The Myth of the Hard-to-fill Job

Sep 20, 2011
This article is part of a series called Opinion.

I don’t want any yes-men around me. I want everybody to tell me the truth even if it costs them their jobs. —Samuel Goldwynn

I just finished looking at a position profile for a job with a pharmaceutical company. The laundry list of bulleted requirements for this position is 22 — and I can assure you that these are not easy-to-find requirements. They’re all action words and full of responsibility for everything under the sun. (Yes, advanced degree required.) Perhaps God can do this job but in terms of mere human beings, I do not see it happening. I picked up the phone and had a conversation with a trusted associate who tells me the position has been open for a long time and has now been classified as “hard to fill.”

I dislike this “hard-to-fill” mindset. I know that some jobs, by their nature, are going to be a challenge, but the impossible ones just irritate me for a host of reasons. Let me enumerate just three of them below and we can then move on to solution-oriented thinking.

  1. It is Alive. After a while, hard-to-fill jobs take on a life of their own. Corporate recruiting quickly sees that the requirements are bizarre, and as such, a self-fulfilling prophecy begins to take hold. Very soon, no one is good enough for the job as the hiring manager breezes through resumes rejecting all. The corporate recruiters fail at every turn to impress the hiring manager, who actually thinks that this is a reasonable search. Sadly, it’s often a needle in the haystack dilemma that will come to no good for anyone involved.
  2. Hard to Please Hiring Manager. Hard-to-fill jobs, by their nature, often come from the most unreasonable of hiring managers. These are the managers who “know what they want and want what they want” with little regard to the available population. From those individuals, who are seldom pleased with recruiting in the first place, there seems to develop an almost perverse pleasure in finding reasons for not interviewing candidates. Often, they will have a cursory conversation with a candidate by phone if you pressure them, not get back to you, and when you track them down, tell you they did not like the candidate. Reasons why? It is in some notes they have and will get back to you. They seldom do.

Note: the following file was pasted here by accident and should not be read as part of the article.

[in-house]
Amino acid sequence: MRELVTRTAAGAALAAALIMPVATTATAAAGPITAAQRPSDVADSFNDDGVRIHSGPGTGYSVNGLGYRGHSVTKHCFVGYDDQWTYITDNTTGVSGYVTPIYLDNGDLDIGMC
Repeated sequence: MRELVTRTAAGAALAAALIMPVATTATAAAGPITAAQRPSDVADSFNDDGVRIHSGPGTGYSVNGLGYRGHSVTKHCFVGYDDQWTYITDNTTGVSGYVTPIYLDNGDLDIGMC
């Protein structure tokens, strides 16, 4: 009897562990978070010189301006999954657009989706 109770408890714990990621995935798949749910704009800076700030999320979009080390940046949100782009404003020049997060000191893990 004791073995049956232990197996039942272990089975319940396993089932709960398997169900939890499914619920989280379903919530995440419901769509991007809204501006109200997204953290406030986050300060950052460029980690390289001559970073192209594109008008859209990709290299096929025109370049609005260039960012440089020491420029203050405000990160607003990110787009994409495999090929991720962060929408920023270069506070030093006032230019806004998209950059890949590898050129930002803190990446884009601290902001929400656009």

3. Circus Time. They seek out agencies. The hiring managers now turn on internal recruiting with a fury, saying that they just do not like any of the people you are showing them. Now that recruiting is demoralized, the fun and games really begins as the agencies embark on pumping in resumes. Naturally, because this is a hard-to-fill job, reaction time is often slow because the expectations to fill the job are not very high in the first place. Endless time is taken as the “critical job” sits empty. Honestly, how critical can it be if no one is doing it for six or eight months? The illusionary fee hanging over the head of the agency hire amps up the manager’s expectations to even greater levels because if they are going to pay a fee, the person better be a water-walker. Honestly, this is dismal for all concerned.

Hard-to-fill jobs? Almost never.

Hard-to-please hiring managers and/or corporate cultures of dysfunctionality: often times, yes. Illusionary thinking in terms of expectations and misguided hiring philosophy? Once again, often times yes. There are, in almost all cases, no hard-to-fill positions. Most positions that are open for endless time are that way for a reason. Let’s look at just a few of the many possibilities.

  • Perhaps it is not one job but actually two. Does OD/HR need to be called in to assess requirements and realign thinking and/or structure to make it work?
  • There is only budget for one job? Nonsense. A budget is artificial and nothing more then a spreadsheet, often put there by individuals who are, in reality, clueless. Change the budget and split the job or cut the requirements and hire two of them at slightly different levels.
  • Cost is too high? Why are you looking at cost when you should be looking at value and ROI? What if excellence cost a bit more then the bean counters had hoped for? Going one step further, what is the “cost” of not filling this position? Where are the pain points, and who feels them?

Lastly, organizational influences and political muscle should gravitate toward a discovery initiative as it relates to the real and meaningful problems associated with hard-to-fill jobs. These jobs should not sit and languish for endless time. The longer a job is open, the more scrutiny it should be under. Hard-to-fill jobs are a problem begging for a solution. Once unearthed, the associated difficulties should be vigorously addressed and corrected.

Do this and we empower recruiters to hire great employees. Fail to do this and they chase after illusions and sad possibilities.

This article is part of a series called Opinion.
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